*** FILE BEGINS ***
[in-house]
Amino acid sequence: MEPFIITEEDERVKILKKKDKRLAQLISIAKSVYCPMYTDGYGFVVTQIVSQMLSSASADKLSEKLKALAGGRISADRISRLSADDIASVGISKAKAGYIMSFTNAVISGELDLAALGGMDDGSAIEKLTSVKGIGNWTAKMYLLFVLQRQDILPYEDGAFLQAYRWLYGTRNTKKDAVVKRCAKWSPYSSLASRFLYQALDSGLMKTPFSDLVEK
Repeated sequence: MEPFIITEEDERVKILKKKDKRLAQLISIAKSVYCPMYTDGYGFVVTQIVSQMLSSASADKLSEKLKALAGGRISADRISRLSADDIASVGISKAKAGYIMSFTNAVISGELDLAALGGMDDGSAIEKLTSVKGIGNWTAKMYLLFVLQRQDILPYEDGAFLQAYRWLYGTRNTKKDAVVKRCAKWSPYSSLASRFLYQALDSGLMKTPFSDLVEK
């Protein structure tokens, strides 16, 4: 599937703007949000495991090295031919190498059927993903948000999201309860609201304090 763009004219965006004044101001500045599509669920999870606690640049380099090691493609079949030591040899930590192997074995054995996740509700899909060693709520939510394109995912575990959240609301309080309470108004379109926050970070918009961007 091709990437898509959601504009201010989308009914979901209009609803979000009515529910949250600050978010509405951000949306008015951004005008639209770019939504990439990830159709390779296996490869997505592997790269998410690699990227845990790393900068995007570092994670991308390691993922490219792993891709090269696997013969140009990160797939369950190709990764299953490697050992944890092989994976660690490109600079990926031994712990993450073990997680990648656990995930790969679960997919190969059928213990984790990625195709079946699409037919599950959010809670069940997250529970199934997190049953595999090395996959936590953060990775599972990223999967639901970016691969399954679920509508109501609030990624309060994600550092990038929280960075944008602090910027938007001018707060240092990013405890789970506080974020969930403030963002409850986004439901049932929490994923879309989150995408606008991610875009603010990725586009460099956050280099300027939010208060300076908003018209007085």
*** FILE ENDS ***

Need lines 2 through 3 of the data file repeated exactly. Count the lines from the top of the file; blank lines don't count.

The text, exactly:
Amino acid sequence: MEPFIITEEDERVKILKKKDKRLAQLISIAKSVYCPMYTDGYGFVVTQIVSQMLSSASADKLSEKLKALAGGRISADRISRLSADDIASVGISKAKAGYIMSFTNAVISGELDLAALGGMDDGSAIEKLTSVKGIGNWTAKMYLLFVLQRQDILPYEDGAFLQAYRWLYGTRNTKKDAVVKRCAKWSPYSSLASRFLYQALDSGLMKTPFSDLVEK
Repeated sequence: MEPFIITEEDERVKILKKKDKRLAQLISIAKSVYCPMYTDGYGFVVTQIVSQMLSSASADKLSEKLKALAGGRISADRISRLSADDIASVGISKAKAGYIMSFTNAVISGELDLAALGGMDDGSAIEKLTSVKGIGNWTAKMYLLFVLQRQDILPYEDGAFLQAYRWLYGTRNTKKDAVVKRCAKWSPYSSLASRFLYQALDSGLMKTPFSDLVEK